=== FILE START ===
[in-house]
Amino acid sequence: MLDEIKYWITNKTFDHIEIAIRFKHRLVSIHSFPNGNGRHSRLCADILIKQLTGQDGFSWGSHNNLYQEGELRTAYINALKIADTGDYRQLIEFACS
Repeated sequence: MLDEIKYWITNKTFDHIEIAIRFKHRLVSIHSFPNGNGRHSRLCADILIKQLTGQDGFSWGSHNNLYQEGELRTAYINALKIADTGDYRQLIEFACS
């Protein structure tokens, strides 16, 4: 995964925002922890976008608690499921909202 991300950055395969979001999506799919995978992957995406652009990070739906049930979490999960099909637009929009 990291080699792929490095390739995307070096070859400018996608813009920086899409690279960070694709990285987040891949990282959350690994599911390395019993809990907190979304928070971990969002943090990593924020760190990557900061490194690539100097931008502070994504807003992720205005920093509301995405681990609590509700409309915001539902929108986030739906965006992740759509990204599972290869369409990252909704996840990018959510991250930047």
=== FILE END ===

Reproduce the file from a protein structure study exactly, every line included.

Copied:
[in-house]
Amino acid sequence: MLDEIKYWITNKTFDHIEIAIRFKHRLVSIHSFPNGNGRHSRLCADILIKQLTGQDGFSWGSHNNLYQEGELRTAYINALKIADTGDYRQLIEFACS
Repeated sequence: MLDEIKYWITNKTFDHIEIAIRFKHRLVSIHSFPNGNGRHSRLCADILIKQLTGQDGFSWGSHNNLYQEGELRTAYINALKIADTGDYRQLIEFACS
């Protein structure tokens, strides 16, 4: 995964925002922890976008608690499921909202 991300950055395969979001999506799919995978992957995406652009990070739906049930979490999960099909637009929009 990291080699792929490095390739995307070096070859400018996608813009920086899409690279960070694709990285987040891949990282959350690994599911390395019993809990907190979304928070971990969002943090990593924020760190990557900061490194690539100097931008502070994504807003992720205005920093509301995405681990609590509700409309915001539902929108986030739906965006992740759509990204599972290869369409990252909704996840990018959510991250930047």